The past six months has seen iFi gain two glowing five star-reviews from this publication and one What Hi-Fi? 2021 Award: not bad going for a firm that only came into being in 2012. The UK outfit carved a niche for itself by fashioning mostly small, always likeable, sometimes hipflask-shaped aids for your in-transit or on-desk sound, and the iFi Go Blu DAC/headphone amp is no exception – except that the promotional shots make it look more like a premium lighter than a vessel for alcohol.
The headline is that this portable DAC/headphone amp offers a Bluetooth 5.1 connection to your source device (although not to your headphones, those still need to be wired into the unit) thus eliminating one wire from the potentially bulky, tangled equation of phone, to DAC, to headphones. But is it a thing of beauty, sonically-speaking, or just a pretty Christmas stocking-filler? We’ll soon see.
With its £199 ($199, AU$299) price-tag and novel wireless capabilities, there’s not a lot of competition out there for the iFi Go Blu. However, the five-star, What Hi-Fi? 2019 Award-winning Audiolab M-DAC Nano (£149, $199) is one fine example of such a beast – albeit sporting the slightly older Bluetooth 4.2 chipset. Otherwise, we’d have to direct you to the AudioQuest DragonFly Cobalt (£269), a fantastic fuss-free USB plug-in DAC for your phone or laptop – but of course, that is not a wireless proposition...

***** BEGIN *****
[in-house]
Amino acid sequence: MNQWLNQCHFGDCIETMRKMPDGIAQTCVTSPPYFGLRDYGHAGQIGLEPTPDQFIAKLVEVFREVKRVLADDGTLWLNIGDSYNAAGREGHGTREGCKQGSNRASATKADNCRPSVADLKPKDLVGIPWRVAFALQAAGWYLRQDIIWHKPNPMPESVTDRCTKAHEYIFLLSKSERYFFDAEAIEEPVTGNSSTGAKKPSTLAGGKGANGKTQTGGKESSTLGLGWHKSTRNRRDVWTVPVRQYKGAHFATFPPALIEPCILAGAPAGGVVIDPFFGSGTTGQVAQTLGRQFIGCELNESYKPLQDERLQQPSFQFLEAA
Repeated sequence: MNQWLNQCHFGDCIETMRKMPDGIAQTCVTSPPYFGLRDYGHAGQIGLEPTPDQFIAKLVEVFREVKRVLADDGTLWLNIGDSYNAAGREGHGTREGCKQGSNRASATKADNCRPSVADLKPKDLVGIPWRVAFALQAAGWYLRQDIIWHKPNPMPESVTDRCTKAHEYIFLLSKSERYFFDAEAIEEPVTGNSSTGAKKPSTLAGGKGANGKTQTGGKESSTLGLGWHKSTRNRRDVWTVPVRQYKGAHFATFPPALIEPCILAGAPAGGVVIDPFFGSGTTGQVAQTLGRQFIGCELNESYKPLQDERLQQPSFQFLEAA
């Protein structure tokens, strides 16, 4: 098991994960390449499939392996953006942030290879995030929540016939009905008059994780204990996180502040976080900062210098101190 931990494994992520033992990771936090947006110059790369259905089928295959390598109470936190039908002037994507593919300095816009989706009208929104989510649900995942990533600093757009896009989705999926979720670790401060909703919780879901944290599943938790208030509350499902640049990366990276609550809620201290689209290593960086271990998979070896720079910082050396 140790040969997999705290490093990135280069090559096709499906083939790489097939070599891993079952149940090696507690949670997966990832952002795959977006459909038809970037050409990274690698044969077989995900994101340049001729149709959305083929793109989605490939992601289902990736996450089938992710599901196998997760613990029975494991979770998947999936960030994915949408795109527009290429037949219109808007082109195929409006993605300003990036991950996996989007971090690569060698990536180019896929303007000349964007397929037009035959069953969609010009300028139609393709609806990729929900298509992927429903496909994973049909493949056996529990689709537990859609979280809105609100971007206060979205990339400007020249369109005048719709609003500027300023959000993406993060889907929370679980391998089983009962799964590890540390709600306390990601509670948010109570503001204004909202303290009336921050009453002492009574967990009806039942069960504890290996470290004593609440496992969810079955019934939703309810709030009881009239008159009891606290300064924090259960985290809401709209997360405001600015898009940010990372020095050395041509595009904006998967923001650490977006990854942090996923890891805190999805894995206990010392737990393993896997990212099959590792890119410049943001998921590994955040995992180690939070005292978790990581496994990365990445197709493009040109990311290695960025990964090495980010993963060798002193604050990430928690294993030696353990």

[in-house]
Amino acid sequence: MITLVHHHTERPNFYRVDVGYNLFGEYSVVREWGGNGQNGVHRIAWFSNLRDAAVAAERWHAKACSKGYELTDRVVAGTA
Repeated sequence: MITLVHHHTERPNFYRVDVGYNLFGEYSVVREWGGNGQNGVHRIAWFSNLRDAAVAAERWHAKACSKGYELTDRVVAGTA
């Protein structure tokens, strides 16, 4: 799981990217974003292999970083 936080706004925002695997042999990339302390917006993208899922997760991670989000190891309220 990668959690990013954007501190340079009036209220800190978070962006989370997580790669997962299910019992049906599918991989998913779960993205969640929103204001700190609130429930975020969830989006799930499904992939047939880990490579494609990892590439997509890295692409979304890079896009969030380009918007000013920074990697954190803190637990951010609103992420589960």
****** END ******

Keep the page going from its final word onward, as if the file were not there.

Given that we had seen photos of the Go Blu prior to holding it, we couldn’t have been more surprised upon actually unboxing it and doing so. With no other items for scale comparison in the promo shots, you’d be forgiven for thinking the iFi Go Blu would size up comfortably to a portable music player such as the Astell & Kern Kann Alpha. So imagine such a product, then shrink it to a fifth of its size. The Go Blu is truly tiny; its footprint is barely bigger than two UK postage stamps placed side by side. It also weighs in at just 26g, making it lighter than an AA battery.
Though it is small in stature, the iFi Go Blu is mightily attractive. The first thing you notice is the rotary dial in the top right corner. This clicks reassuringly and can be turned for volume control, or pressed in various ways to play, pause, skip tracks or access your phone’s voice assistant. Because of its dimensions, this dial looks like a premium chronograph watch crown, an aesthetic aided by the lightweight, soft-touch polymer front plate which feels for all the world like copper – but unlike signal-blocking metal, it helps with Bluetooth reception. Our only minor gripe here is the black rubberised plastic casework, which makes the unit feel just a tiny bit flimsy, especially when we often find ourselves picking it up off the floor owing to its lightness and propensity to get pulled off our desk by our headphone cable during testing.
Battery life 10 hours (charging time: 40 minutes)
Dimensions 54 x 34 x 13mm
Bluetooth 5.1 with aptX HD, aptX Low Latency, aptX Adaptive, LDAC
Headphone outputs 3.5mm, 4.4mm